Despite the Thursday bank holiday, last week was a long one in Brussels. European Parliament results came in on Sunday and Monday, followed in quick succession by meetings of the European parliamentary groupings and of the European Council, as both institutions tussled to stamp their authority on the narrative for top jobs.
As for the election results, arguably the main story in Europe is the sharp increase in centrist liberal (ALDE & En Marche) MEPs, and the strong showing of the Greens, who are now increasingly considered part of the pragmatic centre-ground in European politics. These impressive results mean that despite the poor showing of the main centre-left (S&D) and centre-right (EPP) parties, a pro-EU coalition will be found. The liberals and the Greens will play a big role in shaping the EU’s strategic direction in this parliamentary term and it will be difficult for EU leaders from the main blocs to ignore them when it comes to picking top EU jobs.
With a couple of exceptions, the predictions of a surge in support for populist and Eurosceptic parties did not materialise. The exceptions are notable. In Italy, Salvini’s Lega did very well, and are likely to capitalise on their strong showing by seeking to form a government without the 5 Stars, which performed badly. Orban’s Fidesz (Hungary) and Kaczynski’s Law and Justice Party (Poland) also did well. However, Le Pen’s Rassemblement Nationale (France) did worse than expected, despite narrowly pipping En Marche to the post, and populists performed poorly elsewhere, such as in Finland and Denmark.
Where does this leave us on the top jobs? We are currently seeing a tussle between Parliament and Council for influence over who decides the top jobs. Ultimately, the Council is likely to prevail, as constitutionally it need only ‘take account’ of the Parliament. The high voter turnout will, however, boost the Parliament’s case. The pro-EU parties hold around two-thirds of seats but abstentions, no-shows, UK and Hungarian MEPs all need to be factored in. The Commission is very keen to get the top jobs sorted out soon, as it fears a delay will damage the EU’s credibility. However, there is no sign of an agreement being reached and the process could well remain unresolved into the autumn.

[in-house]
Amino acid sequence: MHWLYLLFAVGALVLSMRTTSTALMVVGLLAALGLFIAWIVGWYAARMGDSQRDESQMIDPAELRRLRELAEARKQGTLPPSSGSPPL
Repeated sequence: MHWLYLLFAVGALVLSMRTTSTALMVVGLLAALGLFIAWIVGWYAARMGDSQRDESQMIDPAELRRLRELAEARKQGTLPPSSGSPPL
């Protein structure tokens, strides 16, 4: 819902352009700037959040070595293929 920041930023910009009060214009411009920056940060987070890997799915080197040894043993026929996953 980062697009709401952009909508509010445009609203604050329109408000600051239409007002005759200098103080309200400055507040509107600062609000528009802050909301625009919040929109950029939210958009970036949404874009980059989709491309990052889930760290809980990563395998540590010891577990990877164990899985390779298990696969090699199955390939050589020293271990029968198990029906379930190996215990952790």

As for the leading candidates, as always there is a lot of speculation flying around, and it would be foolish to make a confident prediction at this stage. Things are not looking great for the EPP’s candidate, Manfred Weber. It is true that Merkel has supported him publicly – it would be impossible for her not to given he is a fellow member of her CDU/CSU party – but the prevailing view in Brussels is that Weber will not make the final cut. He is not popular with the S&D or the Greens, and the liberals object to actual the Spitzenkandidat (whereby European political parties appoint their ‘lead candidates’) process itself.
Others in the mix include: Michel Barnier (French, so might satisfy Macron, and Barnier Jnr ran for Macron’s En Marche; not an official candidate but highly-regarded for his handling of Brexit); Margrethe Vestager (has faced no outright opposition from any leader and could well end up being the compromise choice; some argue she became unacceptable to the French and Germans when she faced down the Alstom/Siemens merger last year); Frans Timmermans (regarded as an expert orator but perhaps too divisive in his style); and Christine Lagarde (perhaps the dark horse). So far there is little sign of consensus emerging.
Finally, a less noticed development this week (though important, from the UK’s perspective) was Sabine Weyand’s appointment as Director-General of DG Trade. Weyand will be in the hot-seat if and when trade negotiations start. She is a formidable negotiator with an impressive grasp of detail.
Tamlin Vickers is a Partner at DRD Partnership in Brussels